What Position Should I Sleep In? Article of the week October 16-20
This week's article of the week is on proper sleep posture. It's a topic I get asked about frequently, and I thought it was worth a newsletter as so many people struggle to get a good night's sleep.
Most people understand that the worst position to sleep is on the stomach. There are two problems with sleeping face-down. The first is that the head is rotated for a prolonged period of time which creates an imbalance in the muscles and tissues of the neck. Twisting the head to one side for 6-8 hours consecutively places stress on muscles, joints and ligaments and over time can lead to neck, shoulder and arm pain, numbness or tingling.
The other problem with stomach sleeping is that it creates extension through your lower back which over time can cause the muscles in the lower back to excessively shorten, and it can also pinch the joints between the vertebrae. Over time this can create an imbalance that will make you more prone to back injury and pain.
The second best position to sleep in is on your side. Make sure that the pillow you use supports your head in a neutral position so that your head is not tipped toward your left or right shoulder. Also ensure that your neck isn't flexed, that is, your chin should not be tucked down toward your chest. The legs should be slightly flexed at your hips to reduce pressure on your lower back, and you can even add a pillow between your legs to reduce stress on your pelvis.
In my opinion, the best posture to sleep in is on your back. The reason I say this is that your body weight is distributed over the greatest amount of surface area. When you sleep on your side, excessive pressure is placed on one shoulder and one arm is pinned underneath you which can compress nerves and lead to arm numbness. When sleeping on your back, make sure that the pillow is providing support underneath your neck and not your head. When the pillow is placed too high under the head it can take the normal curve out of your neck while you sleep and lead to more forward head posture and neck pain and stiffness. The only caveat to back sleeping is that this may not be the best choice for you if you suffer with sleep apnea, and you may opt for the side position.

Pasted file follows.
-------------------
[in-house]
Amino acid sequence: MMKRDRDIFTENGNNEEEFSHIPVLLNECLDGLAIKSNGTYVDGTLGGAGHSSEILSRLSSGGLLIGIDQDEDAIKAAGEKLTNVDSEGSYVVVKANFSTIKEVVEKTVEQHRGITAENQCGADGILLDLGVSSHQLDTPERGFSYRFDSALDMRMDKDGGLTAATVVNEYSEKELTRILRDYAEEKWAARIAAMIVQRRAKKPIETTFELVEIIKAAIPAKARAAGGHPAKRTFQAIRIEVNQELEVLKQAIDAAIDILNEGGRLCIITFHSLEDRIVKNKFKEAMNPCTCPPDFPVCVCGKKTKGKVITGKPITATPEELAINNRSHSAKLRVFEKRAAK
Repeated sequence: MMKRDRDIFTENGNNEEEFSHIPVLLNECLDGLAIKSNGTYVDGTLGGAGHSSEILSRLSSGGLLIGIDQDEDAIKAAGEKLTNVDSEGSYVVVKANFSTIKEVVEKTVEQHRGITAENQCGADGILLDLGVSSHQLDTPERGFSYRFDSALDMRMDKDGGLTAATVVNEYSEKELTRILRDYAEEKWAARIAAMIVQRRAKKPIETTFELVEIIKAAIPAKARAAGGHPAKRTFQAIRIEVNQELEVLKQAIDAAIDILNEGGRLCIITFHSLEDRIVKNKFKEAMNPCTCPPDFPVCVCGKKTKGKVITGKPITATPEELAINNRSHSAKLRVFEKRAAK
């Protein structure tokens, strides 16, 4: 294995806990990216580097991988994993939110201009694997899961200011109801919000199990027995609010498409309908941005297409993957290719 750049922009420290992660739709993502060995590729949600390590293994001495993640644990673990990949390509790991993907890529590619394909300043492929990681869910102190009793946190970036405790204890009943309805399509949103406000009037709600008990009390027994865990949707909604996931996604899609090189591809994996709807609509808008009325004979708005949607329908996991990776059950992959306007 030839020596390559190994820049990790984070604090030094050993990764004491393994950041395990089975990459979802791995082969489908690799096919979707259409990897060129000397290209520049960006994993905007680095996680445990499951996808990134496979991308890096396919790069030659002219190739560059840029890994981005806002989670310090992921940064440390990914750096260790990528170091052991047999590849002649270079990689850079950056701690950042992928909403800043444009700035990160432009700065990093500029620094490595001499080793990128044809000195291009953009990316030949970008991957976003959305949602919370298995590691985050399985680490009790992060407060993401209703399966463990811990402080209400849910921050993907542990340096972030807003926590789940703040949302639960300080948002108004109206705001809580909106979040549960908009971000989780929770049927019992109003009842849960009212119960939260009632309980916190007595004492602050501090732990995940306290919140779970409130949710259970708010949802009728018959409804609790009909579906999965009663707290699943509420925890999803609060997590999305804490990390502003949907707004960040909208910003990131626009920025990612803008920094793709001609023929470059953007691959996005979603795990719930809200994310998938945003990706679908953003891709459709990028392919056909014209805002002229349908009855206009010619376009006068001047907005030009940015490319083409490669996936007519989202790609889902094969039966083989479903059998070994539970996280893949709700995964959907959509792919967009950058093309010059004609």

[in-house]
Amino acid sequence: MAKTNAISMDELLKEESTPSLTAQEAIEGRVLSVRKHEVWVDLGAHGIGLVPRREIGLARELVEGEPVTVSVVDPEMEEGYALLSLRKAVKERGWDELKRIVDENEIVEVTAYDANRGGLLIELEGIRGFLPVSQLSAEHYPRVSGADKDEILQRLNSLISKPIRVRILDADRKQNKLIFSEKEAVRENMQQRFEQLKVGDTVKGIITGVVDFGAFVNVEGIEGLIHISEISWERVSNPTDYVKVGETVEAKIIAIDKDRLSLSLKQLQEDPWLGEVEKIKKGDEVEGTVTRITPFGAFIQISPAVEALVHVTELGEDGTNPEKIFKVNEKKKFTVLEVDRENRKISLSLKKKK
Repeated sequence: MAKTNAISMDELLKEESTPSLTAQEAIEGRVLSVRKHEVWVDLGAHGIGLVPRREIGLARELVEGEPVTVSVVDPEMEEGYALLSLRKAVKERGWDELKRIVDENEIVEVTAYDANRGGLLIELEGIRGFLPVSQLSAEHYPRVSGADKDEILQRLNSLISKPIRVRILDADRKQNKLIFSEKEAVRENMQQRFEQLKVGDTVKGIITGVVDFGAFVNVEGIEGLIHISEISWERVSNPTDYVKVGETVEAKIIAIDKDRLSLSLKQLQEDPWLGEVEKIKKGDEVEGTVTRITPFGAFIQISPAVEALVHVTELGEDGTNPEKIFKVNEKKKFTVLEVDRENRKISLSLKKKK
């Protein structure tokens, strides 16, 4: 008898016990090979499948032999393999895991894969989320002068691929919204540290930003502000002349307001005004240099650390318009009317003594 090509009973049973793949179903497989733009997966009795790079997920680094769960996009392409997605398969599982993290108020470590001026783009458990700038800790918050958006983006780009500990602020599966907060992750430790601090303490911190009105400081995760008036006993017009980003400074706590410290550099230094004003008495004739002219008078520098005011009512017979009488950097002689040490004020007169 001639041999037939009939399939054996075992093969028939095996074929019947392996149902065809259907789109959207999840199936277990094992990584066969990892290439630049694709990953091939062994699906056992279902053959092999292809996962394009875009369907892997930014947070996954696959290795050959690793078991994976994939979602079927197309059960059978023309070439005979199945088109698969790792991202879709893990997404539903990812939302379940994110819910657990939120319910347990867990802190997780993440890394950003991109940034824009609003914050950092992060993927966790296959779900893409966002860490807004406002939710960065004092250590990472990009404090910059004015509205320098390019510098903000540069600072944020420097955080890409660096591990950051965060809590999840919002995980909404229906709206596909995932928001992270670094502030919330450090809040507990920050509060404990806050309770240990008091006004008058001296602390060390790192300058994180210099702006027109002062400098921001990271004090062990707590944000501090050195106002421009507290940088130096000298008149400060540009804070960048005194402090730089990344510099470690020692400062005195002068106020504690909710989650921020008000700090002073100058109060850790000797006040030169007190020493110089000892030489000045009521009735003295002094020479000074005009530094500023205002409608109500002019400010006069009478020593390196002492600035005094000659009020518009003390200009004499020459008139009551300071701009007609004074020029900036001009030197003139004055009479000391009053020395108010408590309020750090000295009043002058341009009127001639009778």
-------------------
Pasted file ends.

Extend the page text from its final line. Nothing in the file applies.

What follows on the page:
The pillow that you choose does not particularly matter, as long as you find it comfortable and it keeps your head in a neutral position. Your mattress should be medium-firm. It should be soft enough to displace the heavier parts of your body if you're on your side (shoulders and hips), but also firm enough to support the 3 curves in your spine if you're on your back. The mattress should never “hammock” and leave your spine in one c-shaped curve.
If you want a clue as to whether your current sleep posture is helping or hurting you, ask yourself the question, “how do I feel when I wake up?”. Do you feel stiff and sore, moreso than when you went to bed? If so, chances are that you need to either make modifications to your current sleep posture, or consider a different pillow or mattress.
If you are trying to break the habit of sleeping on your stomach, realize that training yourself to sleep in a better position is going to take time, anywhere from a few weeks to a few months.
Sweet dreams everyone!
Grace Chiropractic – 1-3230 Monarch Drive – 705-323-9100 – http://gracechiropractic.ca